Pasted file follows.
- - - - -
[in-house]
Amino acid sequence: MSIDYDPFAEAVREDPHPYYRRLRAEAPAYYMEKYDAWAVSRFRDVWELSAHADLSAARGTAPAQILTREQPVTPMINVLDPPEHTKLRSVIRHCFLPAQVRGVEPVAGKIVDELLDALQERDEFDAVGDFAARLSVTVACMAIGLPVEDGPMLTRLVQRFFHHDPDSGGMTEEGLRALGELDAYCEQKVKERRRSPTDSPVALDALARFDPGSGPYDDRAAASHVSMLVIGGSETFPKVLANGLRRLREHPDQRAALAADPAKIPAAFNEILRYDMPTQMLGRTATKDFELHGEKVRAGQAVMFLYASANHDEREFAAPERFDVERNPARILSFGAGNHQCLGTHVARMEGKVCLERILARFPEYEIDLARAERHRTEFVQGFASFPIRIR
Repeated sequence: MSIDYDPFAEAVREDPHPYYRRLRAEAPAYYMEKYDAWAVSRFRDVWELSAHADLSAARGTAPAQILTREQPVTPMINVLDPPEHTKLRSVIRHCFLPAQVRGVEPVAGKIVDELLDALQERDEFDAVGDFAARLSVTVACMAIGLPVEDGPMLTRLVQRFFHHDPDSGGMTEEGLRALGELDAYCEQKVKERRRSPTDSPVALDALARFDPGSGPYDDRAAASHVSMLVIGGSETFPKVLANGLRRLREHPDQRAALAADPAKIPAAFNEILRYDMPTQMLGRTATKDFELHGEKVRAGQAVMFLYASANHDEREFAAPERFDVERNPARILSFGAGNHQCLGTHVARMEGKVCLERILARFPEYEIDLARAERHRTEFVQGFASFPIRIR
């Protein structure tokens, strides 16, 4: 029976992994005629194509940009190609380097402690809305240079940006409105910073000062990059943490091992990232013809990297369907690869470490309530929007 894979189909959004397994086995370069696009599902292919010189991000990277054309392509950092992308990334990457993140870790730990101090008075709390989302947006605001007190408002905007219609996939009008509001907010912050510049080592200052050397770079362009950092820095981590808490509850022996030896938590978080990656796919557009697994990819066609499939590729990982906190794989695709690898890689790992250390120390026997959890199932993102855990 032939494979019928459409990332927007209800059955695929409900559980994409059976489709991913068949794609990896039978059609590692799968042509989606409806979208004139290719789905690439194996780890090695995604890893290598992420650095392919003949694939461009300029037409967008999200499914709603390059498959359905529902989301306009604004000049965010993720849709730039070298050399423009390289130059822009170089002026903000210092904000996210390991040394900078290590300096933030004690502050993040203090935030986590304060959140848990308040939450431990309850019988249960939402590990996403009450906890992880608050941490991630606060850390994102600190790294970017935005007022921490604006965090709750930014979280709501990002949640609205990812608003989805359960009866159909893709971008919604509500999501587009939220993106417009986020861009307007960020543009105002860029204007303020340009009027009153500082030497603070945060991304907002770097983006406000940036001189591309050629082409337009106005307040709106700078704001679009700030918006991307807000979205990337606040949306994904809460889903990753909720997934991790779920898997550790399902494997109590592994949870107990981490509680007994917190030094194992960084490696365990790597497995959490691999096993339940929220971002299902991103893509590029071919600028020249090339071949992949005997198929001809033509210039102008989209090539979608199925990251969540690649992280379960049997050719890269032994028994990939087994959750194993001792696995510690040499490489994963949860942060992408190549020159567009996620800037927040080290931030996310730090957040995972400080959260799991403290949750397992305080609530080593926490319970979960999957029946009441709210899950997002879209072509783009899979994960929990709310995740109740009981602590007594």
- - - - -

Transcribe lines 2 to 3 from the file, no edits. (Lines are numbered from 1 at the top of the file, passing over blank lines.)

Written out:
Amino acid sequence: MSIDYDPFAEAVREDPHPYYRRLRAEAPAYYMEKYDAWAVSRFRDVWELSAHADLSAARGTAPAQILTREQPVTPMINVLDPPEHTKLRSVIRHCFLPAQVRGVEPVAGKIVDELLDALQERDEFDAVGDFAARLSVTVACMAIGLPVEDGPMLTRLVQRFFHHDPDSGGMTEEGLRALGELDAYCEQKVKERRRSPTDSPVALDALARFDPGSGPYDDRAAASHVSMLVIGGSETFPKVLANGLRRLREHPDQRAALAADPAKIPAAFNEILRYDMPTQMLGRTATKDFELHGEKVRAGQAVMFLYASANHDEREFAAPERFDVERNPARILSFGAGNHQCLGTHVARMEGKVCLERILARFPEYEIDLARAERHRTEFVQGFASFPIRIR
Repeated sequence: MSIDYDPFAEAVREDPHPYYRRLRAEAPAYYMEKYDAWAVSRFRDVWELSAHADLSAARGTAPAQILTREQPVTPMINVLDPPEHTKLRSVIRHCFLPAQVRGVEPVAGKIVDELLDALQERDEFDAVGDFAARLSVTVACMAIGLPVEDGPMLTRLVQRFFHHDPDSGGMTEEGLRALGELDAYCEQKVKERRRSPTDSPVALDALARFDPGSGPYDDRAAASHVSMLVIGGSETFPKVLANGLRRLREHPDQRAALAADPAKIPAAFNEILRYDMPTQMLGRTATKDFELHGEKVRAGQAVMFLYASANHDEREFAAPERFDVERNPARILSFGAGNHQCLGTHVARMEGKVCLERILARFPEYEIDLARAERHRTEFVQGFASFPIRIR